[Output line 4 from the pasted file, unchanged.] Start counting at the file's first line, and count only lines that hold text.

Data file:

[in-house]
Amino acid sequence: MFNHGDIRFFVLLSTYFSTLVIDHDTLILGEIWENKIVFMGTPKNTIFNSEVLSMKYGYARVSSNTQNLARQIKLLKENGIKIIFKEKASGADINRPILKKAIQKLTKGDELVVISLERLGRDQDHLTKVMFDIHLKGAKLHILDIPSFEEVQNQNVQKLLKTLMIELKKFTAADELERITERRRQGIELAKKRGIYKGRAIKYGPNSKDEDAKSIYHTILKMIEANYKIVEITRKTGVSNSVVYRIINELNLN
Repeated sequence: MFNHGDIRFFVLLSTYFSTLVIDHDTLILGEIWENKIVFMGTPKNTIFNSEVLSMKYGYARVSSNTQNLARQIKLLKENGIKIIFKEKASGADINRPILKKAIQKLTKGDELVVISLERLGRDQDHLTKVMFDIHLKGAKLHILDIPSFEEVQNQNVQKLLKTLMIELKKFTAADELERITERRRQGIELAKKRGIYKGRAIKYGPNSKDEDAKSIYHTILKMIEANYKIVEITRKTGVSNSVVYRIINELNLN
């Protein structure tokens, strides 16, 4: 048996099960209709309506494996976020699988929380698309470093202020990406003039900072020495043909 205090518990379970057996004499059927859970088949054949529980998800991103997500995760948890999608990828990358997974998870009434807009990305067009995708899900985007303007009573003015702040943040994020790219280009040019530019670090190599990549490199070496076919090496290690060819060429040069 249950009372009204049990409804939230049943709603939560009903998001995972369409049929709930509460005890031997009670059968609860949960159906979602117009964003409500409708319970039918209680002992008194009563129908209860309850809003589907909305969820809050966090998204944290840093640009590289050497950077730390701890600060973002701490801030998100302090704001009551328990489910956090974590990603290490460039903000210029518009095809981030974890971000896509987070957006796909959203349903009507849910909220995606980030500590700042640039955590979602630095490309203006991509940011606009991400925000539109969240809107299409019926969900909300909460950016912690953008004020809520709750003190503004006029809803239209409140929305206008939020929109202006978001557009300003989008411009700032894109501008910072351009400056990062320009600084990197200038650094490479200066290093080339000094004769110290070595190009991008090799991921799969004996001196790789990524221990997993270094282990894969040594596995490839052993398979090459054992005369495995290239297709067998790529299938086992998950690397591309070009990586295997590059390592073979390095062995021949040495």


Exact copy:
């Protein structure tokens, strides 16, 4: 048996099960209709309506494996976020699988929380698309470093202020990406003039900072020495043909 205090518990379970057996004499059927859970088949054949529980998800991103997500995760948890999608990828990358997974998870009434807009990305067009995708899900985007303007009573003015702040943040994020790219280009040019530019670090190599990549490199070496076919090496290690060819060429040069 249950009372009204049990409804939230049943709603939560009903998001995972369409049929709930509460005890031997009670059968609860949960159906979602117009964003409500409708319970039918209680002992008194009563129908209860309850809003589907909305969820809050966090998204944290840093640009590289050497950077730390701890600060973002701490801030998100302090704001009551328990489910956090974590990603290490460039903000210029518009095809981030974890971000896509987070957006796909959203349903009507849910909220995606980030500590700042640039955590979602630095490309203006991509940011606009991400925000539109969240809107299409019926969900909300909460950016912690953008004020809520709750003190503004006029809803239209409140929305206008939020929109202006978001557009300003989008411009700032894109501008910072351009400056990062320009600084990197200038650094490479200066290093080339000094004769110290070595190009991008090799991921799969004996001196790789990524221990997993270094282990894969040594596995490839052993398979090459054992005369495995290239297709067998790529299938086992998950690397591309070009990586295997590059390592073979390095062995021949040495």